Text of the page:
It was concluded by the Oregon Military Employee Sleep & Health (MESH) Study that, “supervisor support is critical to improving overall sleep health amongst employees”3. An organization’s leaders can promote getting adequate sleep by refraining from emailing business colleagues or employees outside of business hours, and encouraging employees to turn off email notifications outside of working hours. Also, it is important to lead by example; people in leadership should have a healthy work-life balance, making sure to show employees that work is not their life. Support flexibility when it comes to employees’ family commitments, showing that you care about them and not only for the work that they produce. Encourage employees to not work overtime or on the weekends, and to get an adequate amount of sleep daily, emphasizing that their health is of more value than their production output.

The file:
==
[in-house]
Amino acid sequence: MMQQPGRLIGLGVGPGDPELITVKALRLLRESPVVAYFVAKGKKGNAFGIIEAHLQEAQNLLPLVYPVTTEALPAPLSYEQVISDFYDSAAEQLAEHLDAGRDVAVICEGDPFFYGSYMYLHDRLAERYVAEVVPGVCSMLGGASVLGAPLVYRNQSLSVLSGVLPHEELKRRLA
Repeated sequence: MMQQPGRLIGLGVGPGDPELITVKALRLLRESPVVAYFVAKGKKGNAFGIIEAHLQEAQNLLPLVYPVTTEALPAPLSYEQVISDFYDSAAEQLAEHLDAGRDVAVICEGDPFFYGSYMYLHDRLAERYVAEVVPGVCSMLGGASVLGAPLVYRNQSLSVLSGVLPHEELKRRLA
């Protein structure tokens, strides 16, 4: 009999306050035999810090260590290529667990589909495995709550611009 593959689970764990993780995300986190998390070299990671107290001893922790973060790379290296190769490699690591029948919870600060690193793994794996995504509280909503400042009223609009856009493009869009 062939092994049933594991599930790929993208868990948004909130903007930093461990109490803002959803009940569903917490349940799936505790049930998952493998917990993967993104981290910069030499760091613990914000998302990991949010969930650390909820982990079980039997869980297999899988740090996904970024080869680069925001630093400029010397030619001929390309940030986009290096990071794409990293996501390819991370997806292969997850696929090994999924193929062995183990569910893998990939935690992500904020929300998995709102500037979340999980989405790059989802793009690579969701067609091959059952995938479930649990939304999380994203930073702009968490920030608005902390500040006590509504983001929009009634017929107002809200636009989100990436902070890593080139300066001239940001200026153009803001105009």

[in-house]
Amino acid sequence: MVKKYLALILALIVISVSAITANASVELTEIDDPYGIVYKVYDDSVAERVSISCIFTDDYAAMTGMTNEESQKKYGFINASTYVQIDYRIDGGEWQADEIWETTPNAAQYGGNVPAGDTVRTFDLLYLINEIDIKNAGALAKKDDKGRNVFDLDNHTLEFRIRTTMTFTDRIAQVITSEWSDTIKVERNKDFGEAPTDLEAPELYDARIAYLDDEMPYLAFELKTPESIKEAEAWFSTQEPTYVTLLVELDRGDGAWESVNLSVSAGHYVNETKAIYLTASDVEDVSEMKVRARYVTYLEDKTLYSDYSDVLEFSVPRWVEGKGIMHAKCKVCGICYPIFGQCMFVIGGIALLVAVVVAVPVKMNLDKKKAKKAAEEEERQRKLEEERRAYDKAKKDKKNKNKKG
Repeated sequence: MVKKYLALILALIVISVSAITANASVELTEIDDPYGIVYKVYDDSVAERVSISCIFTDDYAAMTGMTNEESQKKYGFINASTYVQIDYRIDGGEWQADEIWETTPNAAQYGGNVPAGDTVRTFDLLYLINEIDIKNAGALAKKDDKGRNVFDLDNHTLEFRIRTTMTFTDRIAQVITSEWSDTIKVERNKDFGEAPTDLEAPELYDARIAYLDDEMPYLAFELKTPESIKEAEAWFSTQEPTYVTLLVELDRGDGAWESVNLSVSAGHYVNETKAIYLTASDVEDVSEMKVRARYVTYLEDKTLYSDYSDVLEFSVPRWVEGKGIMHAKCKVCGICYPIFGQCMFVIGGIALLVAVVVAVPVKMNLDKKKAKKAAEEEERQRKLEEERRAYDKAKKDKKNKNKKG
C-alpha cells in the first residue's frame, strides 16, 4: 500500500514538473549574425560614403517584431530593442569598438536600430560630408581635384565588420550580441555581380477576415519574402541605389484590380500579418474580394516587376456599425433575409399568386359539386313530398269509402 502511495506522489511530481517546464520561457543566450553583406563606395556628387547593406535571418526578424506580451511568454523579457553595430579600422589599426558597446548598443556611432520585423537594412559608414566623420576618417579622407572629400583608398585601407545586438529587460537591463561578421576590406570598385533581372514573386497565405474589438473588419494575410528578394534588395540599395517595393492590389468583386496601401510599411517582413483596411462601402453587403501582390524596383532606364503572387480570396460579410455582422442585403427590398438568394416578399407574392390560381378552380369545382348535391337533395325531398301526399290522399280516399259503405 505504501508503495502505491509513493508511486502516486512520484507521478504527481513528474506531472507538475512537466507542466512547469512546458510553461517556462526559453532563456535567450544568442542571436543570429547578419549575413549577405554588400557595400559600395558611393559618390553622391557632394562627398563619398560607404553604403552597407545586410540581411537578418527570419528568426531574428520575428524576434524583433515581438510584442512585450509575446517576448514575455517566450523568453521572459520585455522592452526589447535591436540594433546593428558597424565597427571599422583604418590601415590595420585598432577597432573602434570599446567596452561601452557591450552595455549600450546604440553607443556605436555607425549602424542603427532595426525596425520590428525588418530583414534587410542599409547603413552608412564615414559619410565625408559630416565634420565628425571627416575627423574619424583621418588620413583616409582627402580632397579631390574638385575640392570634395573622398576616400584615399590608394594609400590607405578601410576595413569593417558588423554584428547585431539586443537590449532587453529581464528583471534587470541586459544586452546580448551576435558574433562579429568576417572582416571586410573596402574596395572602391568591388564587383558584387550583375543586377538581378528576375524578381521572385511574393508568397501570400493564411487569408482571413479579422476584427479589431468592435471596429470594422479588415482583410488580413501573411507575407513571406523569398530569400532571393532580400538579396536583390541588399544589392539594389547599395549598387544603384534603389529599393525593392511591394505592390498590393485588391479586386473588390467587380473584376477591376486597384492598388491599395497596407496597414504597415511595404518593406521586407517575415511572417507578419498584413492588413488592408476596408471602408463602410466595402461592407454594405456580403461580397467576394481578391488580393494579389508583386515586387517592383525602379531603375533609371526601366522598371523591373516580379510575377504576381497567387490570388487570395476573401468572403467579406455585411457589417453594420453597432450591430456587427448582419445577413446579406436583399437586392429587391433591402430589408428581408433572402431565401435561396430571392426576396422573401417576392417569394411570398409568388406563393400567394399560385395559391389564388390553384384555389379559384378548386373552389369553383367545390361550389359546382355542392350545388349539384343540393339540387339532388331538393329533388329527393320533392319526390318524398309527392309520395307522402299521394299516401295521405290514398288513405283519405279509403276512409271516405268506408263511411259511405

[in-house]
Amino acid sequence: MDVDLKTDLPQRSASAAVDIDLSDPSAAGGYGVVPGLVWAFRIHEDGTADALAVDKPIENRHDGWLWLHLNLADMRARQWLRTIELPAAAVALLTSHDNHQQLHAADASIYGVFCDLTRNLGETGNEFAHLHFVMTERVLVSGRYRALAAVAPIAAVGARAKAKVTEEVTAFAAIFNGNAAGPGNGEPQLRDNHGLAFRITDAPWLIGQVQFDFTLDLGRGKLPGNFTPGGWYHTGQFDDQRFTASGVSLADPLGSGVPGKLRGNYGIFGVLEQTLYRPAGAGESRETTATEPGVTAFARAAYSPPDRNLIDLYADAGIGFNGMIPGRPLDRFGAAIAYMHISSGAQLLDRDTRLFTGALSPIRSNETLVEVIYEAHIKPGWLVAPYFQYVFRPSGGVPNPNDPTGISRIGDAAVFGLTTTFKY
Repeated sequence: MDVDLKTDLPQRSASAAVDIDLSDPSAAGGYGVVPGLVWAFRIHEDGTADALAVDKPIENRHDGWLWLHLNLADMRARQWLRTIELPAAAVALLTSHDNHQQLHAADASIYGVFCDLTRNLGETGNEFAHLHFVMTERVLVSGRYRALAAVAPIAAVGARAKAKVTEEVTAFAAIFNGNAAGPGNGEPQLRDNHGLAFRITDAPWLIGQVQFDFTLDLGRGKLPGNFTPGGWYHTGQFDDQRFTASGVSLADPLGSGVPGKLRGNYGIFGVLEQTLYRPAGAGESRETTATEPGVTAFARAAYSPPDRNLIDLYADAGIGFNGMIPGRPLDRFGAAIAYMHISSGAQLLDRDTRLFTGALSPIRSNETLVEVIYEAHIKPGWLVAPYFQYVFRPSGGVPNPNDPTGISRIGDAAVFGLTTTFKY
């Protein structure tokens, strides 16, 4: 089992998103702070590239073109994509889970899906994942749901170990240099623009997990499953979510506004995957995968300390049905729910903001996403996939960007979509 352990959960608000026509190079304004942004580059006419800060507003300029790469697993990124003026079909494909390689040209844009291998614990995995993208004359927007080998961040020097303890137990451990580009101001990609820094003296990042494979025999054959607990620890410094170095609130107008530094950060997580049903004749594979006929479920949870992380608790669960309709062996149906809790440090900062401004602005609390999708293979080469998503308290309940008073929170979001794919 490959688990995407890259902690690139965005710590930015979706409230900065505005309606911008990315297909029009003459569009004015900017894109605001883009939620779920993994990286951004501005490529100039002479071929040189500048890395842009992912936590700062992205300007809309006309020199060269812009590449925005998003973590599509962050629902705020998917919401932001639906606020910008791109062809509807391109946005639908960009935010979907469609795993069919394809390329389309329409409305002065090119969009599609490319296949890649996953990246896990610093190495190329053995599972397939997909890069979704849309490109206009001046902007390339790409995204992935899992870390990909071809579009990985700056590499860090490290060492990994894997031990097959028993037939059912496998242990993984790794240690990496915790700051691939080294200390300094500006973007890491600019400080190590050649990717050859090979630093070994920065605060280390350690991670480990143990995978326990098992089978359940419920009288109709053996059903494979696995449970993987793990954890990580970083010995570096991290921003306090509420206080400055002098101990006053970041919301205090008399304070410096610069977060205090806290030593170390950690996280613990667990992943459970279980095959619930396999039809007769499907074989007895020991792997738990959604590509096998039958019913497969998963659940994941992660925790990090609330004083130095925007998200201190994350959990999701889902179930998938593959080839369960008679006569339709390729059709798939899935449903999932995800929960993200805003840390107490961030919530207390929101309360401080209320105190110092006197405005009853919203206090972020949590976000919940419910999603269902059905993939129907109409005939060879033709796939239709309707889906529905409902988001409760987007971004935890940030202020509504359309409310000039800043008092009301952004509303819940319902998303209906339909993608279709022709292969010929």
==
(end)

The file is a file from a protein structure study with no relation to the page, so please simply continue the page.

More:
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Nutrition is one of the most impactful ways to elevate your quality of life, so it needs to be encouraged and supported in the workplace. Organizations can promote a nutritional lifestyle by replacing highly processed foods with real food in their cafeteria and vending machines. And these “Real foods are foods that are as close to their natural state as possible,”2 writes Alisha Leytem. Including healthy lunch ideas in your newsletters will also send a message to the employees about how much the organization values well-being. If you want to promote nutritional eating not only in the workplace, but also in their personal lives, we suggest hosting a live cooking class by a nutritionist when the company budget allows it. Consider hiring the services of Alisha Leytem Wellness to host nutritional classes at corporate retreats or wellness workshops! It’s also important to make your employees aware that the company is not promoting a certain body type, weight, or fad diet, but rather a holistically healthy approach to nutrition that becomes a lifestyle. A way to ensure that your message is received as intended is to refrain from encouraging strict food restrictions or a certain external image, and to instead teach how to eat using the 80/20 Rule. Eighty percent of the time intentionally eat nourishing foods while the other twenty percent is used for happily indulging that day2. Once seen demonstrated in leadership and given resources by the company, this freeing lifestyle of eating will draw your employees in instantly.